Get it working fine as simple as you can. Also don’t dismiss WiFi which can bypass some of the Ethernet faffing around- assuming you have a modern compliant WiFi setup.

Back to Ethernet if you really feel you want to then put the EE8 between streamer and your main switch / router. This simply can potentially reduce any low level phase noise that might otherwise be coupling into your streamer/analogue electronics. But you will probably be fine without it.
I would focus instead on speakers and room treatments…. Far better opportunity for audio improvements.

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I’d say what you have looks pretty good, and no need to change. At a push, you might consider swapping your main switch for another ee8, but may be a waste of money. Perhaps your friendly hifi shop will lend you one

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Turn the WiFi on and stop faffing about? :wink:

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I used to run a wired NAS through a basic Netgear or Cisco switch, but due to a change in lounge furniture I now plug one of my back-up hard drives into the back of my Nova. This saves a few wires and having the NAS turning on and off each day, without any real inconvenience as I simply make a new back-up every so often when I rip a few more CDs, which is what I would do anyway.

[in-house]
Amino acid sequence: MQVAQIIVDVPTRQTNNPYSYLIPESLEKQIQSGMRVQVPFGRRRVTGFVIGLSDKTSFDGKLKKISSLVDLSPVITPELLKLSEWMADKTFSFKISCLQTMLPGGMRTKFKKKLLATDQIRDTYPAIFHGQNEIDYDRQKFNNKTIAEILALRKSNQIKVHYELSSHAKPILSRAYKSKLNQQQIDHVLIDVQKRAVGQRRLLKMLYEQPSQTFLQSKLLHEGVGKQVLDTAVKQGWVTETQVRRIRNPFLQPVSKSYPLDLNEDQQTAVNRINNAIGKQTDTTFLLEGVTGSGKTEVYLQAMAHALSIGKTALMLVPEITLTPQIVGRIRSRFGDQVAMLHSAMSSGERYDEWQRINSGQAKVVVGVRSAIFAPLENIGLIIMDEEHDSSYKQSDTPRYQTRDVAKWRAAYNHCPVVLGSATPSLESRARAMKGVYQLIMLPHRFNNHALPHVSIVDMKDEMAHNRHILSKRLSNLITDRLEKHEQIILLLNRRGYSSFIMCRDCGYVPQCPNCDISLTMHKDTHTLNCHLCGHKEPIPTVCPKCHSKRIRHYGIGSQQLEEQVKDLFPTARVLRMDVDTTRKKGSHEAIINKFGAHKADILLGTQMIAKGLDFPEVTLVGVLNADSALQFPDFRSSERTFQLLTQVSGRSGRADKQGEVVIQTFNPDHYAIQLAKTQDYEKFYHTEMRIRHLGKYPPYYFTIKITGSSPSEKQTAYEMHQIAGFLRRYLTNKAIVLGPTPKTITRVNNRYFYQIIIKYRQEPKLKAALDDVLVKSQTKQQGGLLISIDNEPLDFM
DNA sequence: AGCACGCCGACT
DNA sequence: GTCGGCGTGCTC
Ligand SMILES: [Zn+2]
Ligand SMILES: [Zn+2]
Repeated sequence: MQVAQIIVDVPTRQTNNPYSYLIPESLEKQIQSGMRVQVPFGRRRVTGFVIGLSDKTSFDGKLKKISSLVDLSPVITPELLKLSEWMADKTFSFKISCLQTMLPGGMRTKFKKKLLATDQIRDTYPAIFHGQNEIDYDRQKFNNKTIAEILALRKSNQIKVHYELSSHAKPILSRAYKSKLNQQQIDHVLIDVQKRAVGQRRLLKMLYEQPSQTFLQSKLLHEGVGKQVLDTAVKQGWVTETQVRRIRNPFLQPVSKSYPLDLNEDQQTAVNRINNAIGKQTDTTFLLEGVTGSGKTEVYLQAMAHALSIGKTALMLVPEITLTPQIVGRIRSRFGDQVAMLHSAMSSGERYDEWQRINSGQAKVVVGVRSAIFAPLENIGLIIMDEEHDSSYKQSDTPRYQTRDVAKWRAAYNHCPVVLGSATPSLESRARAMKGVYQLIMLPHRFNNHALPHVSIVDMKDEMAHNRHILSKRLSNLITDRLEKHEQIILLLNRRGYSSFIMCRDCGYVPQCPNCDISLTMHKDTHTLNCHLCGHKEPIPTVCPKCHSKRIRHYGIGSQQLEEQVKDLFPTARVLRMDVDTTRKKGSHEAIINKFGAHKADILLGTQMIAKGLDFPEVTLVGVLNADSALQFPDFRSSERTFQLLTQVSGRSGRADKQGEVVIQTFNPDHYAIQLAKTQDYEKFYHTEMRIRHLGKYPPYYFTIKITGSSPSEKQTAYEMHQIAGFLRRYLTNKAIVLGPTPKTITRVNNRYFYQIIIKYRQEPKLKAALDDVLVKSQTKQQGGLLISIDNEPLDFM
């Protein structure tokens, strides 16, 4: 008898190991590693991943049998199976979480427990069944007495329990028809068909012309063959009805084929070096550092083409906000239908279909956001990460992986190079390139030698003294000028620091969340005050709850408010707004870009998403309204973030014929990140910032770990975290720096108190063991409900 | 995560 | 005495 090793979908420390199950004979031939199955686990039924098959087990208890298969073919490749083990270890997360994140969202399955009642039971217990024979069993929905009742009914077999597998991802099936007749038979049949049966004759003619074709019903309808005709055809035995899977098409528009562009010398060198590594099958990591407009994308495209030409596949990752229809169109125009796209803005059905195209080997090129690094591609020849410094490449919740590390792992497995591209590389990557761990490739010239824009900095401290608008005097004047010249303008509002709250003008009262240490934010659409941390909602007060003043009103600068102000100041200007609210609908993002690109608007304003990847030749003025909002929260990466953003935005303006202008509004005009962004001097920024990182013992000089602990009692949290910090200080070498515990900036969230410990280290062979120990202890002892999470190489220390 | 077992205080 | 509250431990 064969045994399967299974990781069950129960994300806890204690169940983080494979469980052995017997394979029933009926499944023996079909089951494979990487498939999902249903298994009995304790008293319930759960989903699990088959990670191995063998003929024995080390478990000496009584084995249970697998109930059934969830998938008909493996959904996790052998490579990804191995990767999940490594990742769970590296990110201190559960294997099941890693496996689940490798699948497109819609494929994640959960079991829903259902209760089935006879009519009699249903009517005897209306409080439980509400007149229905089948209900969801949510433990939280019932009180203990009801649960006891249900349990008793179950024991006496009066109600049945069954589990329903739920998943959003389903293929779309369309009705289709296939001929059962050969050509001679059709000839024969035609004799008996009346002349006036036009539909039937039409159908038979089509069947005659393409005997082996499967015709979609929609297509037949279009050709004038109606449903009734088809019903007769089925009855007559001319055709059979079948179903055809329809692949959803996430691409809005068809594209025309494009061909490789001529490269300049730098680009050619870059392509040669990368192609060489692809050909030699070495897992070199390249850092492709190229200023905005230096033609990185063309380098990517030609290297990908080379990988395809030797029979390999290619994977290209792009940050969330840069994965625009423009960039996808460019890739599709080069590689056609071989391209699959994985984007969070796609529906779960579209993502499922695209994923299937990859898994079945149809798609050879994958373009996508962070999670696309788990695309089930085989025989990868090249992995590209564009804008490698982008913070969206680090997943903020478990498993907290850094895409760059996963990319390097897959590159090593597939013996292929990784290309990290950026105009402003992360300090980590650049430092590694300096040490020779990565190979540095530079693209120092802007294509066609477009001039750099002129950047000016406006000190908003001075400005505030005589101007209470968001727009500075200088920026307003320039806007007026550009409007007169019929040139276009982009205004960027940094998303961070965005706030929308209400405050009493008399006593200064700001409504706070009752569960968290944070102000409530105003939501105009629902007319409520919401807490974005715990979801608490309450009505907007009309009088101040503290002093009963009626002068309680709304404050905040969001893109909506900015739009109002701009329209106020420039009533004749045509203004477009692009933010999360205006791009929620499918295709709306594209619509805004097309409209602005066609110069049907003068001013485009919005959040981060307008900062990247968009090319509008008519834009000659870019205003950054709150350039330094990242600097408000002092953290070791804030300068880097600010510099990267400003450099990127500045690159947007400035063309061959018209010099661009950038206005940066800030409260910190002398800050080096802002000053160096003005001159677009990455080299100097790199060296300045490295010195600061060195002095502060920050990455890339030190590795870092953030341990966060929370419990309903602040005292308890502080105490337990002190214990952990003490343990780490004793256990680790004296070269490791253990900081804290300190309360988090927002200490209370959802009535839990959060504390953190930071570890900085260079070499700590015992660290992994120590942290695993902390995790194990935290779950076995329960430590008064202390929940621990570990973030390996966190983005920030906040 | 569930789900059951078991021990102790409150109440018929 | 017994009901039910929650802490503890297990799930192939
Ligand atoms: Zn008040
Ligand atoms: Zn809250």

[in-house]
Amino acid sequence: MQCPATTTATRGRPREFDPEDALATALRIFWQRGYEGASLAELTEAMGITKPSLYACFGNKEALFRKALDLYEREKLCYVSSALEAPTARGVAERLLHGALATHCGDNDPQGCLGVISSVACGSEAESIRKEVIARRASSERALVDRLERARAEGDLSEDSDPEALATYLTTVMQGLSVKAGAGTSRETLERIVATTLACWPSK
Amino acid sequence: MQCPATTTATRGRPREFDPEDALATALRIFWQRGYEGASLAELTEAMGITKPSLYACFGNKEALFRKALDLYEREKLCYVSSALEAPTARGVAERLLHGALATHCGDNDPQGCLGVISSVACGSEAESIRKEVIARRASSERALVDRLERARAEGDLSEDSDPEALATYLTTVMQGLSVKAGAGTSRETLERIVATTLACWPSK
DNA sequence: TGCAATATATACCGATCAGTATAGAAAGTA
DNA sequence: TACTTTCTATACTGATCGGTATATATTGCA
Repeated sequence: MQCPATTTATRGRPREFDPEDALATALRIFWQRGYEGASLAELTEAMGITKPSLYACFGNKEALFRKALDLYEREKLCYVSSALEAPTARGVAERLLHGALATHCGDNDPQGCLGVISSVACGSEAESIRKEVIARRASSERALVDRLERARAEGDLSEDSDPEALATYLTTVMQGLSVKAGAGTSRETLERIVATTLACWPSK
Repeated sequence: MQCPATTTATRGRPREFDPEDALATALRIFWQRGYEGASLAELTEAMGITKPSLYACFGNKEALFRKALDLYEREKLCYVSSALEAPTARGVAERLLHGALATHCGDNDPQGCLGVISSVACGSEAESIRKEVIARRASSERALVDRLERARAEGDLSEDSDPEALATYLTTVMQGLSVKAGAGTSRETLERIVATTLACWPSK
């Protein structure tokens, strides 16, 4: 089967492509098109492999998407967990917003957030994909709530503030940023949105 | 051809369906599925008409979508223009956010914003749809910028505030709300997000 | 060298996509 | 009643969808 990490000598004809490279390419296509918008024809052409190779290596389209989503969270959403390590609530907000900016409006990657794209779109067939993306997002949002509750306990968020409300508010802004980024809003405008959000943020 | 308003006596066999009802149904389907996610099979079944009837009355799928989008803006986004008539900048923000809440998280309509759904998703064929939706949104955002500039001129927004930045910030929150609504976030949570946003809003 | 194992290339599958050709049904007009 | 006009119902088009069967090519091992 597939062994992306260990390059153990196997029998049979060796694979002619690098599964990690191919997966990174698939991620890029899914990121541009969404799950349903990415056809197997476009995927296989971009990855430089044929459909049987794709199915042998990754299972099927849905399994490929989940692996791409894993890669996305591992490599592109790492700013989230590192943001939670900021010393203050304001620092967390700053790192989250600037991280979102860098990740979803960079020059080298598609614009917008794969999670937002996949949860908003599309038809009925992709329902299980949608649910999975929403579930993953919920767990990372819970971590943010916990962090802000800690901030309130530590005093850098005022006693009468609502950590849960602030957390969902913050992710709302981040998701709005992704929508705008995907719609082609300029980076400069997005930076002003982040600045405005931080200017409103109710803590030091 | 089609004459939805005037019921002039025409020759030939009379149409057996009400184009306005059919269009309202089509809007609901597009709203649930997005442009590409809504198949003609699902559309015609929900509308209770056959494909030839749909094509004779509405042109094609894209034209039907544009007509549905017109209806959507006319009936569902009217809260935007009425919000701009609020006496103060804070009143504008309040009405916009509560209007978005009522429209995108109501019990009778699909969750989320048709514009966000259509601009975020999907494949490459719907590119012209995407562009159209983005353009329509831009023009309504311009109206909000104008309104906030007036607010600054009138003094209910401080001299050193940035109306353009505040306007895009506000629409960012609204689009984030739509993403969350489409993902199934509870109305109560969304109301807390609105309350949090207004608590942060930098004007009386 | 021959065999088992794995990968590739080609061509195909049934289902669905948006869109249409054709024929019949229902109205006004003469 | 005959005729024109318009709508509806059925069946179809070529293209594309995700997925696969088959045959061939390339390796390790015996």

It may be due to my relatively basic set-up, but I am sure that there was no detriment to the sound quality and I am just as able to manage the library through the app.

Previously I was considering introducing an EE8 given all of the positive statements, so I am wondering if these switches add anything, or just make up for losses and interference through the use of wires?

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Update after testing;

Did some testing with some different wiring configurations;

  • Wired straight from Mesh Node to DSM (no switches) - sounded OK
  • Wired from Mesh Node to Netgear switch to DSM - sounded OK,
  • Wired from Mesh Node to Netgear switch to EE8 switch to DSM - sounded better
  • Wired from Mesh Node to EE8 switch to DSM - sounded no different
  • Wired from Mesh Node to Netgear switch to EE8 switch to EE1 to DSM - sounded even better

Conclusion - Leave it as it is.

Many thanks for all your suggestions

DG….

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Big improvements usually come with the power supply units - the better you attach to the network infrastructure (whatever it is) the clearer are sq benefits. High-quality ones are quite expensive unfortunately (like Plixir, Farad, Keces etc.)

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Good summary… and very wise words… leave it as it is unless something is faulty.

Some go on about linear power supplies for switches, but little do they likely realise switches internally use charge pump circuitry/chipsets unless provided with positive and negative DC rails, (charge pumps are like DC switch mode powersupplies) to provide the negative and positive voltages required of Ethernet.
An alternative of course is to use wifi which depending on streamer and wifi implementation can be preferable to using Ethernet and you don’t need to worry about common mode currents conducted through Ethernet leads.